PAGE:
Because changing attitudes also involves a degree of ingenuity, creativity and a touch of audacity here and there, @talentEgal brings you the latest technological innovations that are helping people with disabilities.
A magic pen that does the reading for you, would you have ever thought of that?
Exam Reader is without doubt a great solution for people who struggle with reading, first and foremost for those with dyslexia. The pen works just like a highlighter. As you pass the pen across the text, line by line or working your way across the page, a light indicates exactly what you’re scanning. Analyzed through optical character recognition, the text is then read aloud in a digitally-produced voice, which can be listened to via the built-in loudspeaker or through your headphones. The designers add that several lines of text can be memorized and read out in a single pass of the pen. Among other possible configurations, the reading speed can be altered, as well as the language type.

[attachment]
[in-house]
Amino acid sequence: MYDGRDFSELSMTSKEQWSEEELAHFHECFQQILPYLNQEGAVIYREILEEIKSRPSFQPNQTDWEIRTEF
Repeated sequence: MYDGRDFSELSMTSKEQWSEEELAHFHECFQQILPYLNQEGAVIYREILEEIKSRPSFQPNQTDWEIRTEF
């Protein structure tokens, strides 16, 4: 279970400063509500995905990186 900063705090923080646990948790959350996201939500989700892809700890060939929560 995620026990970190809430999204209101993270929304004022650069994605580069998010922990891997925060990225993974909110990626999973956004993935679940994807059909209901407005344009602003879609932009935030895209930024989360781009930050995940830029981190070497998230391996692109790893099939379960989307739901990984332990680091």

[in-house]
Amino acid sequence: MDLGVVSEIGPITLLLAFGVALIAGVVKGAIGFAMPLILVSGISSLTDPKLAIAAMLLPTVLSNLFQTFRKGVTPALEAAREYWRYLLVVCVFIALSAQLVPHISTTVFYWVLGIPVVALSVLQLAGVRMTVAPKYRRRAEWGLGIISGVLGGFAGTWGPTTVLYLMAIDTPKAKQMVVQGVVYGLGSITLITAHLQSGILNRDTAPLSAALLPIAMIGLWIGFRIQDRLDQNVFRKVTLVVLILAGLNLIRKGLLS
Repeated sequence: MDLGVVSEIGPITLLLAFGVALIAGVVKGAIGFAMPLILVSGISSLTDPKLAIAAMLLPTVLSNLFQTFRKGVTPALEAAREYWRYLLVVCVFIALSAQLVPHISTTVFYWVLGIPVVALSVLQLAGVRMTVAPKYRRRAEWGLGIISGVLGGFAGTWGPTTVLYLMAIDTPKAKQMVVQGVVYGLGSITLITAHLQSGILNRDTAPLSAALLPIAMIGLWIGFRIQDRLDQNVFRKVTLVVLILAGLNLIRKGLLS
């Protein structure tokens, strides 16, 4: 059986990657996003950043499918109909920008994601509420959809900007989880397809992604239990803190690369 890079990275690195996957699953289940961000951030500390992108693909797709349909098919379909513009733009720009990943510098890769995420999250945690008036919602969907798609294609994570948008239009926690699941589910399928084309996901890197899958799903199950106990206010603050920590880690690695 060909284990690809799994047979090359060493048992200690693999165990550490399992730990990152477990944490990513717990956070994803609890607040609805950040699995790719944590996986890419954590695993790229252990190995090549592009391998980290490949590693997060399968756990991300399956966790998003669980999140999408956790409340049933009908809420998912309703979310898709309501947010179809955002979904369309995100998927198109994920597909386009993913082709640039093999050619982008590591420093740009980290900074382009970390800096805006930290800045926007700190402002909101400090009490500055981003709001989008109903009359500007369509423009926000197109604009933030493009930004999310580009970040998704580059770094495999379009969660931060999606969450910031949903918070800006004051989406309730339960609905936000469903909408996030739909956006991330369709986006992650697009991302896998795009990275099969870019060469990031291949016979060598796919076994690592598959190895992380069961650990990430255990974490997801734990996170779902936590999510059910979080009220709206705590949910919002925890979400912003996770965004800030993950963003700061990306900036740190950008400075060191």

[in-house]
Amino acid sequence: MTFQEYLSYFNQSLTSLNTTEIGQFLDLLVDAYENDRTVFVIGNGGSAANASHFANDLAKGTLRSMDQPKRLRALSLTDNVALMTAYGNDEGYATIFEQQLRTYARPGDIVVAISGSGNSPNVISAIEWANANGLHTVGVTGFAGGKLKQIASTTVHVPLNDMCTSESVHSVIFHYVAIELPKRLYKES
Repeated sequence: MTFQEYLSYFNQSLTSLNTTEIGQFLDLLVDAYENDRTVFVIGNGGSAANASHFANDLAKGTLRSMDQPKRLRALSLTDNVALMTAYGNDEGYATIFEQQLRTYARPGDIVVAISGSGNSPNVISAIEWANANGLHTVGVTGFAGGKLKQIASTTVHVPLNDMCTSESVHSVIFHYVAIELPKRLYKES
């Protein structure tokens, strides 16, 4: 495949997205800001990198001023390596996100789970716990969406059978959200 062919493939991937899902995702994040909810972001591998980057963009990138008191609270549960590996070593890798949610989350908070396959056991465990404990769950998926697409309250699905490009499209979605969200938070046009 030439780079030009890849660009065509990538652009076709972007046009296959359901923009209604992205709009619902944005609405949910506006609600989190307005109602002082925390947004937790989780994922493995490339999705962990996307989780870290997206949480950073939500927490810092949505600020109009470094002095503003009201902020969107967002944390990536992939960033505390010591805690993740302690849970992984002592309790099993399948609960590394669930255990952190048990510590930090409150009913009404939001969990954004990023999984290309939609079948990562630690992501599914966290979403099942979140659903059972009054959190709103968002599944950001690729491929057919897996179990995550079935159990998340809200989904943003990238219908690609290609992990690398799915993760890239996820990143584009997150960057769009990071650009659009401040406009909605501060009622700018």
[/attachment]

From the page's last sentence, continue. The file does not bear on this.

In the same vein, l’IRISPen Air 7, made by IRIS, also helps people to read documents, but this time it can also directly transfer the text to a Microsoft Word document on your computer or tablet via Bluetooth. You can therefore save what you’ve read and go back to it again later.
These two pens are great examples of different types of technology, the first being optical character recognition, or OCR, and the second being written text that’s rendered by a digital voice. The latter provides verbal access to what we see on the screen, while the former provides verbal access to what we’ve read on the page, and the pairing of optical recognition software with verbal summaries allows us to hear both printed and typed text that comes to life before us.